The veteran already has 14 this season and is just two off of equaling his 2023 total of 16 from 522 plate appearances. Elsewhere, he’s sporting an xwOBA north of .370 with whiff rates and strikeout rates below 20% each. He’s a must-start moving forward for fantasy managers moving forward.


Rostered in 50% or Fewer Leagues



Of Note: Luis Garcia Jr.

A deep-league waiver wire option nearly a month ago, Garcia Jr. is still rostered in far too few leagues. His rostered rate was at 3% on April 20. It’s at 10% now.

Realistically, it should be both those numbers added together. Multiplied. Multiplied then add the 3% and the 10% again.

Because all he’s done is continue to produce.

Do you play in a standard-scoring league? Garcia’s got you covered there with a .297 batting average. What about leagues where on-base percentage is utilized? Garcia Jr. has you there as well, with a .346 number. He’s provided both quality stolen base (seven) and RBI (20) tallies while also posting a 10.6% barrel rate to go along with a hard-hit rate (47.9%) that’s ever so close to 50.0%.

What’s more, he’s also routinely hitting in the top half of the Nationals lineup as of April 15 onwards. And while the Nationals’ lineup might not be as prolific as those in Los Angeles, Philadelphia, or San Diego, more plate appearances can only be a good thing for Garcia Jr., particularly if he’s hitting anywhere Jesse Winker (.350 on-base percentage) and CJ Abrams (.857 OPS, 138 wRC+).


Stolen Bases (SB)





Of Note: Will Benson.

Benson, per usual, is walking at a double-digit rate, though his overall (.285) on-base percentage isn’t quite on par with his .365 metric from last season. A .313 BABIP that’s staring at a similar gap when compared to his 2023 BABIP (.391) is probably playing a part here.

And while Benson’s 39.6% strikeout rate might hinder a sudden, BABIP-induced bit of positive regression where his batting average and on-base percentage are concerned, the outfielder is making the most of his time on base this season, with eight stolen bases already, close to half of his 2023 total (19).

The strikeouts are concerning, but if Benson can pare back the strikeouts and see his BABIP rise, his stolen base totals should only benefit.


Rostered in 50% or Fewer Leagues



Of Note: Trey Lipscomb.

Like Benson, Lipscomb has taken full advantage of his time on the base paths (and his playing time in general) to make an early impact for his club.

The 23-year-old is hitting .237 with a .318 on-base percentage, a home run, and seven stolen bases in 111 plate appearances for the National League East franchise. He’s a bit like teammate Jacob Young, but only with infield fantasy eligibility, in that, he’s a solid source of stolen base production, isn’t going to strike out a lot (16.2% strikeout rate), but isn’t going to hit for significant power (one barrel, 29.6% hard-hit rate) either.

With that in mind, he makes for a quality streaming option for fantasy managers in deeper leagues, particularly Roto formats, where he can add value with stolen bases. Just don’t expect too much production in other categories.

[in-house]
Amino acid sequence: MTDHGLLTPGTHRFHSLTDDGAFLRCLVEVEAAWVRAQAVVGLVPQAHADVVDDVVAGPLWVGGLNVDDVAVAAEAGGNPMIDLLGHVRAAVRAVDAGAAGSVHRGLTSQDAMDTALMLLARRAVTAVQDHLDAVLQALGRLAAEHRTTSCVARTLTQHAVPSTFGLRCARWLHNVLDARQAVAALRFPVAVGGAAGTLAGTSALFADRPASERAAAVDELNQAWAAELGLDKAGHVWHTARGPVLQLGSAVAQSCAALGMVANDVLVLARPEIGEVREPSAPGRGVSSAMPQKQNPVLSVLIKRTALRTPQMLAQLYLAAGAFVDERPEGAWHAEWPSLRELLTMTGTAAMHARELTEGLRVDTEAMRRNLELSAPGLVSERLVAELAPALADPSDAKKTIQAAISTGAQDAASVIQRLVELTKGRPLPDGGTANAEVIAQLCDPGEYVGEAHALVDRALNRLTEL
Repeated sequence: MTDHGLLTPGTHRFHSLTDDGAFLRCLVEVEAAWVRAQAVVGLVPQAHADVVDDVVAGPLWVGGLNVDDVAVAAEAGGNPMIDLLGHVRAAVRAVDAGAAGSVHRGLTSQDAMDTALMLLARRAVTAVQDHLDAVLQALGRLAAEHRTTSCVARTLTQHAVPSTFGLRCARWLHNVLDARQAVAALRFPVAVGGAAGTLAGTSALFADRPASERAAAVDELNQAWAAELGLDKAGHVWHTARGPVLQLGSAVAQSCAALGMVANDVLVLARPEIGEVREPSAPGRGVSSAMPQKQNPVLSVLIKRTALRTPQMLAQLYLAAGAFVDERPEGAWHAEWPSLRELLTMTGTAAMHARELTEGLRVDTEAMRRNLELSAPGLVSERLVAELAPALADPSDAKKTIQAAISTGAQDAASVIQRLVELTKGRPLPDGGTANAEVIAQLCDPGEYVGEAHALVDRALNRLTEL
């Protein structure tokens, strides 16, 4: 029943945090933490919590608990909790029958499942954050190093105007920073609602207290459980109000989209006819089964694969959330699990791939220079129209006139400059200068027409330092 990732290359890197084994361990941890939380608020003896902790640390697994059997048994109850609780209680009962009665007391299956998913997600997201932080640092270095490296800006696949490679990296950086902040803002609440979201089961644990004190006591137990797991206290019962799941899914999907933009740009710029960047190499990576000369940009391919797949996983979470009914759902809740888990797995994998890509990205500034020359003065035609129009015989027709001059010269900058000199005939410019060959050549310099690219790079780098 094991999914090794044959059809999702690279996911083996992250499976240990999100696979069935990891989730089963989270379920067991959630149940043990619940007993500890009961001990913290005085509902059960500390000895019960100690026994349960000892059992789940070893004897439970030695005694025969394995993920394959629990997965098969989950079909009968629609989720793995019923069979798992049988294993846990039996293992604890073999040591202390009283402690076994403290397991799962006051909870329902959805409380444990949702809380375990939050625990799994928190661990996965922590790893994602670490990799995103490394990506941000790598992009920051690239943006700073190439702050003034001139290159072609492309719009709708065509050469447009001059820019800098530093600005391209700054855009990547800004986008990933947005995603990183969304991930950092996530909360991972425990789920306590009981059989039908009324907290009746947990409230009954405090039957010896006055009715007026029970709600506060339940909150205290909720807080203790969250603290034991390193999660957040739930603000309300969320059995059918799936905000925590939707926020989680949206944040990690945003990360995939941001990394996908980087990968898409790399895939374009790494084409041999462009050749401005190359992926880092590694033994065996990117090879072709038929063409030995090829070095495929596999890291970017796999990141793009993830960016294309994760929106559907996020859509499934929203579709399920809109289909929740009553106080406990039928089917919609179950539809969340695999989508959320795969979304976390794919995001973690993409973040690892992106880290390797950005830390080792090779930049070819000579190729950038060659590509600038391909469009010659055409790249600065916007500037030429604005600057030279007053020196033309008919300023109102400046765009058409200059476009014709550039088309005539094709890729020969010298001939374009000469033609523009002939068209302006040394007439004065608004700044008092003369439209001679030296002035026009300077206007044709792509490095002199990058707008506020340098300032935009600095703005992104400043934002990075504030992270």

Strikeouts (K)





Of Note: Michael King.

King has looked excellent at times this season, throwing at least six shutout innings on three different occasions, and reaching double-digit strikeouts in an outing twice. The former Yankee’s recent outing ticked both of those boxes, as he scattered three walks and a couple of hits in seven shutout innings while striking out 11 Los Angeles Dodgers batters en route to posting a 44% CSW rate. It marked the second straight start in which King hasn’t allowed a run, earned or otherwise.

The flip side of that coin is that the hurler has struggled immensely at times in other outings. From April 12 through April 28 he pitched to a 6.23 ERA and a 7.01 FIP in 21.2 frames of work spanning four starts. He surrendered 22 hits, 15 earned runs, 10 walks, and eight home runs during that span, including two starts in which he allowed three home runs each.

In fact, that four-start stretch actually included one of King’s best starts as a member of the Padres so far. King struck out 10 in 7.2 innings in Milwaukee on April 17, allowing two hits, two walks, and an earned run.

As of now, King is still an option to start most outings in head-to-head formats, but his struggles make for a slightly more tricky proposition in Roto leagues where a handful of poor outings can significantly hamper a team’s fantasy championship aspirations.


Rostered in 50% or Fewer Leagues



Of Note: MacKenzie Gore.

One of fantasy baseball’s most underrated starters so far, Gore is quietly in the midst of an excellent season for the Nationals. We’ll get to the surface-level stuff in a moment, but the starter’s ability to both miss bats at an elite rate while limiting walks gives him a strong fantasy floor.

Gore, among starters with a minimum of 40 innings pitched as of Sunday night, was one of just 13 starters in the league to post a strikeout rate above 26% and a walk rate south of the 8.0% mark. (For reference, the Washington starter’s respective strikeout and walk rates are 29.0% and 7.4%).

The other starters? Cole Ragans, Shota Imanaga, Yoshinobu Yamamoto, Bailey Ober, Chris Sale, Tarik Skubal, Pablo López, Sonny Gray, Joe Ryan, Jack Flaherty, Tyler Glasnow, Jared Jones, and Garrett Crochett. Pretty good company to keep.